Durst develops UV air disinfection system
Friday, October 9, 2020
Durst has unveiled its own range of portable air disinfection systems, for workplaces and public spaces, set to become available later this year.
In an online presentation to unveil the range, CEO Christoph Gamper said the Italian manufacturer had been developing the technology over the past six months because “we need solutions that give us back quality of life. The current situation is not going to change soon or fast".
In the presentation, Gamper along with the wide-format kit manufacturer’s head of inkjet lab Klaus Delueg, highlighted the risk of enclosed unventilated spaces, which slows the “sinking speed” of the virus in the air, increasing virus loads, and detailed some of the possible solutions such as regular airing of rooms or the use of adapted modern, filtered air conditioning systems.
However, Gamper highlighted that many of the available solutions were impractical, which led the business to look at leveraging its in-house UV expertise because “it has been known for more than 100 years UV rays can kill viruses and bacteria, UV systems are already in medical fields for disinfection.”
The firm’s R&D team looked at ways to utilise UV technology but overcome the limiting factors of direct exposure to UV being dangerous for humans, the fact it can create ozone and can only destroy viruses and bacteria at close distances.
The firm’s UVC-R technology sucks the room air, via an interchangeable anti-viral membrane, into a closed system, which then irradiates it with UV-C light and then it is continuously released into the room.
According to Durst, the “whisper quiet" 25-decibel units have radiation protected chambers that feature high-performance UV-C modules that generate ozone-free radiation with a wavelength of 254 nanometers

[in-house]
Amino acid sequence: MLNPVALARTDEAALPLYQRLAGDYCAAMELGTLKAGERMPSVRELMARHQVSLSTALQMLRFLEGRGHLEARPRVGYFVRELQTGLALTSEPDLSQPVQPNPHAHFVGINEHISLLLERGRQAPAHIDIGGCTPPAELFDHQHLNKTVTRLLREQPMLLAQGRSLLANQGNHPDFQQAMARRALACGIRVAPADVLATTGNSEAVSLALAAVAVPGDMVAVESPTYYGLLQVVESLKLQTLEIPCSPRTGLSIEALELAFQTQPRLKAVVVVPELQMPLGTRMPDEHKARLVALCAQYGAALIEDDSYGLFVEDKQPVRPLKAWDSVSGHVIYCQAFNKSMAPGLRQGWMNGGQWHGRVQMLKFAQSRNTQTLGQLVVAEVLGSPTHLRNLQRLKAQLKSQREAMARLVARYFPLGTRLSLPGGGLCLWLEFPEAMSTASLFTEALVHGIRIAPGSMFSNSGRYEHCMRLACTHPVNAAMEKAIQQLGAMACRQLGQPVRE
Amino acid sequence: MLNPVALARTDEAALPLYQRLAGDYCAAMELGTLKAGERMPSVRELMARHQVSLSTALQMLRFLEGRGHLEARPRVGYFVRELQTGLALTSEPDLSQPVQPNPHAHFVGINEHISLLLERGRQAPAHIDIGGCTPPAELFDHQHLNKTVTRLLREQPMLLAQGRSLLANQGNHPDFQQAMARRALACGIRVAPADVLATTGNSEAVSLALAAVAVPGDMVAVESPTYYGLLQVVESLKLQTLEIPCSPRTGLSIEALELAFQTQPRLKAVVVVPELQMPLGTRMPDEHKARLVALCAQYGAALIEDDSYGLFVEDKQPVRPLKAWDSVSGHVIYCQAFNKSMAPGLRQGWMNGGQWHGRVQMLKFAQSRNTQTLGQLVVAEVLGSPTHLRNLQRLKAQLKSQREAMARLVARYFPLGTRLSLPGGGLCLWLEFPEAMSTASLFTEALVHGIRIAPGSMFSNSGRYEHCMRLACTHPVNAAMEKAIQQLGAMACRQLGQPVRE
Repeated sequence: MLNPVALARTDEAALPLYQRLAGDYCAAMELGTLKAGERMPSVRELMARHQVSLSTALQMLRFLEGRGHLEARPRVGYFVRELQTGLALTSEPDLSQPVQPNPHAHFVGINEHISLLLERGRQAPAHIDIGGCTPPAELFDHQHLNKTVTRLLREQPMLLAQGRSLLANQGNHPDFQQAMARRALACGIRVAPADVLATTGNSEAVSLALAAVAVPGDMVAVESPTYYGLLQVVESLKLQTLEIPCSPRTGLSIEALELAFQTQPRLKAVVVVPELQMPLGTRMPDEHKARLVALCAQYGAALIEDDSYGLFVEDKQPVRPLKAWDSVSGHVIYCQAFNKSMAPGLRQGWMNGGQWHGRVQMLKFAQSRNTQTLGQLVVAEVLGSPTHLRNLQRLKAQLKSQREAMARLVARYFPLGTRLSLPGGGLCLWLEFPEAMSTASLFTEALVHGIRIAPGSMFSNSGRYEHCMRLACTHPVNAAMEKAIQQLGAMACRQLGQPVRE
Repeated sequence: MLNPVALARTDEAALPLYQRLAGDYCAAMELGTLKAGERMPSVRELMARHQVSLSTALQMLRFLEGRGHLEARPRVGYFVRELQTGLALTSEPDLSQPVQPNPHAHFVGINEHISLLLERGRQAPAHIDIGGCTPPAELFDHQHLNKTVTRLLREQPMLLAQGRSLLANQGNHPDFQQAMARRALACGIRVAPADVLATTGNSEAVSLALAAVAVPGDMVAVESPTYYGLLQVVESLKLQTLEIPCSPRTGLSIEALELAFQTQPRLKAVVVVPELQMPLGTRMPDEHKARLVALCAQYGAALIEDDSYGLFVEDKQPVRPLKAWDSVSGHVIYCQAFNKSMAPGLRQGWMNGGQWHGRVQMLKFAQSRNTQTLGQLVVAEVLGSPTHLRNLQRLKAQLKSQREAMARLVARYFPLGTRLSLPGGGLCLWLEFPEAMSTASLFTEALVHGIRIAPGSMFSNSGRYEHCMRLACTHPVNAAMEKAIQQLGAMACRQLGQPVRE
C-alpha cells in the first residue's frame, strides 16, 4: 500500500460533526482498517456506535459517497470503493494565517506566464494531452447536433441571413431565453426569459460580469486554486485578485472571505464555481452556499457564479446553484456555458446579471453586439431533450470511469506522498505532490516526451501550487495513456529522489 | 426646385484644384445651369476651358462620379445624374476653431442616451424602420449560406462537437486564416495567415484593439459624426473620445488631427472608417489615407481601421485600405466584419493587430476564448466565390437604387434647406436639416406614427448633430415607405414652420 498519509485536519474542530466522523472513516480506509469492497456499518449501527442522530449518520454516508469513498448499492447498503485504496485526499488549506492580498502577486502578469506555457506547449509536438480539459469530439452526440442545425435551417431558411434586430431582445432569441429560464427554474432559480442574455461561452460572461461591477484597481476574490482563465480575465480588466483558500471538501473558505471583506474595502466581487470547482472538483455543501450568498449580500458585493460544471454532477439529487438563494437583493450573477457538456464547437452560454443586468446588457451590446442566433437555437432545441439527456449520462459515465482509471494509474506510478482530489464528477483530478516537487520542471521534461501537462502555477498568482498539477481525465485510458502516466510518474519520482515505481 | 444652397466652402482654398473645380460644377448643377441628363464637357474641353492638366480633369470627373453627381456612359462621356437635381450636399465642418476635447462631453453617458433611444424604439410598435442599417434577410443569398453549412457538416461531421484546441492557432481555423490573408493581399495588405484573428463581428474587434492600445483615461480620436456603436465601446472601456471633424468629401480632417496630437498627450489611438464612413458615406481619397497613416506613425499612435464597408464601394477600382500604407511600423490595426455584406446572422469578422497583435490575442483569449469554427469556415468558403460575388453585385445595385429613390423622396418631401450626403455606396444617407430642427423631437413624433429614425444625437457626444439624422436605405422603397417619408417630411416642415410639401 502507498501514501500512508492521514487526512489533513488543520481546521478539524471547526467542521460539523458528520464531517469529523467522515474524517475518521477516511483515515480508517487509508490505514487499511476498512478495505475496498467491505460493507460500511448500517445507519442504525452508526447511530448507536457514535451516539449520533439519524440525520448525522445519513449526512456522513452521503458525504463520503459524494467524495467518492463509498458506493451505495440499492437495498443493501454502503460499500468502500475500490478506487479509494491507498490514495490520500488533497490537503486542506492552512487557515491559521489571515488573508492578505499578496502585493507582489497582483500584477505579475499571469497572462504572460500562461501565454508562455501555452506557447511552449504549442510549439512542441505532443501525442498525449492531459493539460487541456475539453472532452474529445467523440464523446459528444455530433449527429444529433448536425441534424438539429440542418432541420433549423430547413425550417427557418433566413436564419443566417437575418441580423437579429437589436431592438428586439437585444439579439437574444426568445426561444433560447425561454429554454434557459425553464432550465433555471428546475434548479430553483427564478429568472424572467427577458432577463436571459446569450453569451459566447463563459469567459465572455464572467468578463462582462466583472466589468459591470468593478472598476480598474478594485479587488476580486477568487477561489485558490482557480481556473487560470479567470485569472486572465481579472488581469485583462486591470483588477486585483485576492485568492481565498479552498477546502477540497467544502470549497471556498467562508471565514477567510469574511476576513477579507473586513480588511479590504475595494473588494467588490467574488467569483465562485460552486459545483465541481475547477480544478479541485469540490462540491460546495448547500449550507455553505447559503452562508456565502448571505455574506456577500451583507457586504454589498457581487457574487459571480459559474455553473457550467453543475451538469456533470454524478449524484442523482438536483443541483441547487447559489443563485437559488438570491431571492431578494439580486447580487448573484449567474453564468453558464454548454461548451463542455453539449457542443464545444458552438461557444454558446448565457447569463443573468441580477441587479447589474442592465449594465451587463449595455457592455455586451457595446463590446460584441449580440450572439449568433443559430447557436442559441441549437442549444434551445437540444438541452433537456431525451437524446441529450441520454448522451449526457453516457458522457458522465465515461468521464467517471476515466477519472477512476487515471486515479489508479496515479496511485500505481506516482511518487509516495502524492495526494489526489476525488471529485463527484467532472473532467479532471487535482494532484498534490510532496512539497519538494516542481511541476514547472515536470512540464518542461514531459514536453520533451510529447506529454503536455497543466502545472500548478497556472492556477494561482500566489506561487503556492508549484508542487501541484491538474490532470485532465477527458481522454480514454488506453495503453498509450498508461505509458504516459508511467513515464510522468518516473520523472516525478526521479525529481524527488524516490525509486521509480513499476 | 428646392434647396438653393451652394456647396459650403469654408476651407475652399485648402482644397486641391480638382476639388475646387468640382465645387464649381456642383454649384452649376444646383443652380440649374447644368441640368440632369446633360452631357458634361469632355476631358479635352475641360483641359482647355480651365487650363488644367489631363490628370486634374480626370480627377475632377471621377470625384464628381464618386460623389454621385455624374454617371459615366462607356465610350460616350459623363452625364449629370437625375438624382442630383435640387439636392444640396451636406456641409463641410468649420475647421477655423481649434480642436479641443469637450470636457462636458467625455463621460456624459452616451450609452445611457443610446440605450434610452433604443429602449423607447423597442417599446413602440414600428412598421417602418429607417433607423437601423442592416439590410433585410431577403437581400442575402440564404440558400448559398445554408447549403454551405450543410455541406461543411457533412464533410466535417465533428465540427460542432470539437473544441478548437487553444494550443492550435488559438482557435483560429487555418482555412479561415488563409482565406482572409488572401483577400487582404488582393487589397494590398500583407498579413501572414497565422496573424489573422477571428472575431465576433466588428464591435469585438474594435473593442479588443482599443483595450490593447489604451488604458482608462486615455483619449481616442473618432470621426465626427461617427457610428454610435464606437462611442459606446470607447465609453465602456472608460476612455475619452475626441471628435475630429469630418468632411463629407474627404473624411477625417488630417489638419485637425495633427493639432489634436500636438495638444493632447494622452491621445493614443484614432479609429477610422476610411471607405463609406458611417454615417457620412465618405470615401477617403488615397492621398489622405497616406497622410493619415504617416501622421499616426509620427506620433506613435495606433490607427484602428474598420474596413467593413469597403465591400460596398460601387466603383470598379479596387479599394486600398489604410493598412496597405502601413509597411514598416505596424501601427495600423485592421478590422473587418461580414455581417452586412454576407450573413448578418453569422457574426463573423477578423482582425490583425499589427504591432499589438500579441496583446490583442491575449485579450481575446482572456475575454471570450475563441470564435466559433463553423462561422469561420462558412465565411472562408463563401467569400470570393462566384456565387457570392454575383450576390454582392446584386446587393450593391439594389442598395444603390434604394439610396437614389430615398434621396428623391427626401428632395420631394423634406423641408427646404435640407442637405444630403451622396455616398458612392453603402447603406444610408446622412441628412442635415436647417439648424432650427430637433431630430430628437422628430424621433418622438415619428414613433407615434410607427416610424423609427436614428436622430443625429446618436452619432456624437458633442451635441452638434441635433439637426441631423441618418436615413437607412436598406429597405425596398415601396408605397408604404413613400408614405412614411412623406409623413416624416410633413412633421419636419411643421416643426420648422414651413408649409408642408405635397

The company added that its technology has been externally tested by the Laboratory for medical technology and disinfectants in Germany.
The first 1,000 units are in production at Durst's factory now and Gamper said production can be "scaled up easily if necessary".
He added that the firm was still working on optimising the new systems and the final range would consists of a family of products designed for different room sizes and environments.
However, Delueg was at pains to stress that it is impossible for any technology to claim effectiveness over defined area due to the sheer range of variables he cited Durst’s example, which looked at four people sitting at a table surrounded by a volume of eight cubic metres.
He said that as people typically inhale and exhale about half a cubic m/hr of air per hour, for four the total would be around two cubic m/hr and then compared this to Durst UVC-R 100H unit which at 100 cubic m/hr, disinfects 50 times the breathing volume of four people.
In the session Gamper also showed that the antiviral membrane on the freestanding units can also be printed on, enabling the them to effectively become part of the furniture or a display unit.
Gamper said the firm will work with selected printers so that they can print the interchangeable membranes themselves and enable the units, which can be supplied for backlit graphics, to be used for advertising.
He said that the systems are available for pre-order now, with pricing starting at a pre-order discounted rate of €1,900 (£1,700) for the freestanding 100H unit, which would rise to €2,400 from 1 December when the initial units will begin shipping.
The units will only be available to corporate customers Italy and the Tyrol region for pre-order, but will be made available to all regions in December.
“Within the next few weeks the whole portfolio will be available on the webstore,” said Gamper.